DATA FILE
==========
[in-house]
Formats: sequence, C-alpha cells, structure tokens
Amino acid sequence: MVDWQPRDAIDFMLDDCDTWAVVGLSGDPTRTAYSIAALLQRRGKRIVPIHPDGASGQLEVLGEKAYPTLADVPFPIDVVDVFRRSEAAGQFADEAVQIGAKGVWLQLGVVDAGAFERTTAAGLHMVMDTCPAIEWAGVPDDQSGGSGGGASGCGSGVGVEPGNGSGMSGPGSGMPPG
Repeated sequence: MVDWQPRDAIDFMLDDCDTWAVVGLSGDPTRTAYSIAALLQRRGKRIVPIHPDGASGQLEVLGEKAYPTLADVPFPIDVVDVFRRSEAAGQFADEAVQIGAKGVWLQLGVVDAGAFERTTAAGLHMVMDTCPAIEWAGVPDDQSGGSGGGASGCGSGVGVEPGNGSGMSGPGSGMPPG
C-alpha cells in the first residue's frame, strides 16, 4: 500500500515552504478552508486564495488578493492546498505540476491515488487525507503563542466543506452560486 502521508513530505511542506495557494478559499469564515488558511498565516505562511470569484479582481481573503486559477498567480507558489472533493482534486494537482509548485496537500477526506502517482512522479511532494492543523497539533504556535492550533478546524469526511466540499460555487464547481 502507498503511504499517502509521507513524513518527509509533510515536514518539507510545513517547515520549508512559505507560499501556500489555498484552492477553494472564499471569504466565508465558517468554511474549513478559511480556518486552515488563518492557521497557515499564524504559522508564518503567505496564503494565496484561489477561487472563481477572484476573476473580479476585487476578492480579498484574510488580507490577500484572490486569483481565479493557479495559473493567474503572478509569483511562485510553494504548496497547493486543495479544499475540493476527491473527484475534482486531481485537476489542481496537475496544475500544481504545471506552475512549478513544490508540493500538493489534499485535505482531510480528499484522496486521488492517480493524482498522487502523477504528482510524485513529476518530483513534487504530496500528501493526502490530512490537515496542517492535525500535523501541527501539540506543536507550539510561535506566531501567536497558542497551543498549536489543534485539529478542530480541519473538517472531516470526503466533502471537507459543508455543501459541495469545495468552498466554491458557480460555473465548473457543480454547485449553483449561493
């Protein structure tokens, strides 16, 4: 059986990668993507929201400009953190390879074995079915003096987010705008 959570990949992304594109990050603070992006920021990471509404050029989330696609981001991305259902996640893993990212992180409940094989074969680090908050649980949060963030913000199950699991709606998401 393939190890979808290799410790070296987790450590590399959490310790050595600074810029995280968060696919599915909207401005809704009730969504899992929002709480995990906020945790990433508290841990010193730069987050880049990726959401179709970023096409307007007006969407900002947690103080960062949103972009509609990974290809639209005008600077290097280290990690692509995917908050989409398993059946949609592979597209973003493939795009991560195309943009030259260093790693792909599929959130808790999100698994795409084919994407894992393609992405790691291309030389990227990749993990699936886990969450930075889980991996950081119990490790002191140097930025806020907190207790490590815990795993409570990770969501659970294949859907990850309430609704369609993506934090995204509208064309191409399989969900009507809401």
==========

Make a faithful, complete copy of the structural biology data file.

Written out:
[in-house]
Formats: sequence, C-alpha cells, structure tokens
Amino acid sequence: MVDWQPRDAIDFMLDDCDTWAVVGLSGDPTRTAYSIAALLQRRGKRIVPIHPDGASGQLEVLGEKAYPTLADVPFPIDVVDVFRRSEAAGQFADEAVQIGAKGVWLQLGVVDAGAFERTTAAGLHMVMDTCPAIEWAGVPDDQSGGSGGGASGCGSGVGVEPGNGSGMSGPGSGMPPG
Repeated sequence: MVDWQPRDAIDFMLDDCDTWAVVGLSGDPTRTAYSIAALLQRRGKRIVPIHPDGASGQLEVLGEKAYPTLADVPFPIDVVDVFRRSEAAGQFADEAVQIGAKGVWLQLGVVDAGAFERTTAAGLHMVMDTCPAIEWAGVPDDQSGGSGGGASGCGSGVGVEPGNGSGMSGPGSGMPPG
C-alpha cells in the first residue's frame, strides 16, 4: 500500500515552504478552508486564495488578493492546498505540476491515488487525507503563542466543506452560486 502521508513530505511542506495557494478559499469564515488558511498565516505562511470569484479582481481573503486559477498567480507558489472533493482534486494537482509548485496537500477526506502517482512522479511532494492543523497539533504556535492550533478546524469526511466540499460555487464547481 502507498503511504499517502509521507513524513518527509509533510515536514518539507510545513517547515520549508512559505507560499501556500489555498484552492477553494472564499471569504466565508465558517468554511474549513478559511480556518486552515488563518492557521497557515499564524504559522508564518503567505496564503494565496484561489477561487472563481477572484476573476473580479476585487476578492480579498484574510488580507490577500484572490486569483481565479493557479495559473493567474503572478509569483511562485510553494504548496497547493486543495479544499475540493476527491473527484475534482486531481485537476489542481496537475496544475500544481504545471506552475512549478513544490508540493500538493489534499485535505482531510480528499484522496486521488492517480493524482498522487502523477504528482510524485513529476518530483513534487504530496500528501493526502490530512490537515496542517492535525500535523501541527501539540506543536507550539510561535506566531501567536497558542497551543498549536489543534485539529478542530480541519473538517472531516470526503466533502471537507459543508455543501459541495469545495468552498466554491458557480460555473465548473457543480454547485449553483449561493
């Protein structure tokens, strides 16, 4: 059986990668993507929201400009953190390879074995079915003096987010705008 959570990949992304594109990050603070992006920021990471509404050029989330696609981001991305259902996640893993990212992180409940094989074969680090908050649980949060963030913000199950699991709606998401 393939190890979808290799410790070296987790450590590399959490310790050595600074810029995280968060696919599915909207401005809704009730969504899992929002709480995990906020945790990433508290841990010193730069987050880049990726959401179709970023096409307007007006969407900002947690103080960062949103972009509609990974290809639209005008600077290097280290990690692509995917908050989409398993059946949609592979597209973003493939795009991560195309943009030259260093790693792909599929959130808790999100698994795409084919994407894992393609992405790691291309030389990227990749993990699936886990969450930075889980991996950081119990490790002191140097930025806020907190207790490590815990795993409570990770969501659970294949859907990850309430609704369609993506934090995204509208064309191409399989969900009507809401």